As mentioned the ideal riding direction is Aorere to Karamea. The Last Resort offers beds, showers, laundry, cooked meals, bar food, beverages, internet, bike washing facilities, friendly service, and pretty much anything else weary, smell mountain bikers would want. We also found it surprisingly cheap with $100-130 covering an excellent dinner, dessert, bar food, drinks, cooked breakfast, laundry and a comfy bed for the night. Rooms have linen, towels and soap, so you don’t need to worry about those. The Karamea Village Hotel also has self contained units at a reasonable price and good meals. The 4 Square at Karamea has a good range of food, including lots of riding/ tramping food. There’s a post office, a couple of farm supply shops and a pub. Fuel at the service station cost around 15 cents more a litre than city prices as of May 2011.
Keep in mind that as the Heaphy Track is only open from May to September you’re going to be dealing with limited daylight. At the start of May there was a bit over 9 hours of light and then things get grey, murky and very, very dark. In mid-June there is even less daylight especially in the bush. One of the requirements for mountain bikers on the Heaphy is no night riding (you may bowl a kiwi) so again, plan your days around what you can realistically achieve during the hours of daylight with some leeway in case something goes horribly wrong. The following times between huts were recorded by the one day group. They were not encumbered by overnight gear and the track was in excellent condition so don’t expect to match these times, but use it as a relative guide only. If you are attempting to ride through in one day you must be capable of achieving these times with minimal stops or you ain’t gonna make it.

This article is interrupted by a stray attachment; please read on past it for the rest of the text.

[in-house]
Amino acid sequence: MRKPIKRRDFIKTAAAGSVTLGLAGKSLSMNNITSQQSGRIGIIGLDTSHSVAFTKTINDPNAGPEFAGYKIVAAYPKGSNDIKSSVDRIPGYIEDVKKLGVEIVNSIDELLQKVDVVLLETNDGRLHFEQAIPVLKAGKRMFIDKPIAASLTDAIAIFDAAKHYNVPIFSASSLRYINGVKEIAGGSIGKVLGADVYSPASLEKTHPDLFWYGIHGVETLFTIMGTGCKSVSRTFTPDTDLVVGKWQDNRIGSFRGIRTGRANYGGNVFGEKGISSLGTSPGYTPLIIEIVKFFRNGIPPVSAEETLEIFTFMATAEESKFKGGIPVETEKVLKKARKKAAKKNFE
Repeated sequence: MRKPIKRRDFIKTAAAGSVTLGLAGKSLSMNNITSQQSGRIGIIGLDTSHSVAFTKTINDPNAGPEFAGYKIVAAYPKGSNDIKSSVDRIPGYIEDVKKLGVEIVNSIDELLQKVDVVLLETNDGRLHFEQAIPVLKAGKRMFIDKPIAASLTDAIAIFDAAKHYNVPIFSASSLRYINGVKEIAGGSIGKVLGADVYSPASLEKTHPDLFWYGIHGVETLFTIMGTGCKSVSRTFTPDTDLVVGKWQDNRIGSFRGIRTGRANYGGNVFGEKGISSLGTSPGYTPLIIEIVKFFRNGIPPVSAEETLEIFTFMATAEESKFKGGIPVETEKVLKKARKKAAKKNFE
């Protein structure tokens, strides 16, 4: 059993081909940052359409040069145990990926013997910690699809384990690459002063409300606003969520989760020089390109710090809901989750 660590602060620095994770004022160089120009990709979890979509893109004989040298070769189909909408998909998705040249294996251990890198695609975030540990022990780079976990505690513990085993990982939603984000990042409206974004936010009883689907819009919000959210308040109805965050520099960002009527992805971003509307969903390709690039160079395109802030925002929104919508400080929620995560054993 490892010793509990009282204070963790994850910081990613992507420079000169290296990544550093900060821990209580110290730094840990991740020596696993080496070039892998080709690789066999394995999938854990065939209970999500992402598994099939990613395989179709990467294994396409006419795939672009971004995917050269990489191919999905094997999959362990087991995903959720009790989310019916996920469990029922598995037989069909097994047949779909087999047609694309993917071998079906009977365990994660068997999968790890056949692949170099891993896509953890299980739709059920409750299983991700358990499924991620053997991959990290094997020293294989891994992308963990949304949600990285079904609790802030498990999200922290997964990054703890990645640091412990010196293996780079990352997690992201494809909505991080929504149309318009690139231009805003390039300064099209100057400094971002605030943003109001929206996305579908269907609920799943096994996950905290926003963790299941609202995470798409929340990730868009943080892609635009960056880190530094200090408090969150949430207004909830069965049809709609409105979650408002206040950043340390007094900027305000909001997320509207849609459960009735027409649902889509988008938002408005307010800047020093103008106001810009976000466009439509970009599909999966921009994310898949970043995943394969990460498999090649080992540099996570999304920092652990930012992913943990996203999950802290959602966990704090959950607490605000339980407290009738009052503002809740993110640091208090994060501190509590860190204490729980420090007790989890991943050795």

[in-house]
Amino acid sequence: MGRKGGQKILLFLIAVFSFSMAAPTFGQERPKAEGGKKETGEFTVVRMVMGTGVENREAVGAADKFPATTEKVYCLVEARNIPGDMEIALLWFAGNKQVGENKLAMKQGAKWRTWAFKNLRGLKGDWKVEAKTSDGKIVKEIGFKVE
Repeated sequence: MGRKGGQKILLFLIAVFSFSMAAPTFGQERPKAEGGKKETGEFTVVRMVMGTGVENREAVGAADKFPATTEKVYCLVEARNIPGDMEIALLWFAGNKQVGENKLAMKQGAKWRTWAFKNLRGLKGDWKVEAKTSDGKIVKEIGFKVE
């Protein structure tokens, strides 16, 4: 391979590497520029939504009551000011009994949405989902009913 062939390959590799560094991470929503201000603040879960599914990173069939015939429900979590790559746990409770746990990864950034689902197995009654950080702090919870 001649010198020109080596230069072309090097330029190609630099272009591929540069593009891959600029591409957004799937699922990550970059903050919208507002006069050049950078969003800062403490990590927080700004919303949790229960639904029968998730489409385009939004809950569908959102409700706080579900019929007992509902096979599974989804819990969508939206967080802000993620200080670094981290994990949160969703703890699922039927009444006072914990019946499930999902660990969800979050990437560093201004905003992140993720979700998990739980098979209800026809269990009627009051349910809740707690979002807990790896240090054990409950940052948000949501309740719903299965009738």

Times are from north to south with south to north in brackets.
Brown Hut to Perry Saddle Hut 2h 10m (1h 10m) If you don’t make Perry in this time you are too slow, so can it if you are trying for a 1 dayer.
Perry Saddle Hut to Gouland Downs Hut 30mins (55mins)
Gouland Downs Hut to Saxon Hut 30 mins (23mins)
Saxon Hut to Mackay Hut 1h 05m (1h 15m)
Mackay Hut to Lewis Hut 1h (1h 57m)
Lewis Hut to Heaphy Hut 40 mins (40 mins)
Heaphy Hut to Kohaihai 1h 40m (1h 45m)
Kohaihai to Karamea 50mins (50mins)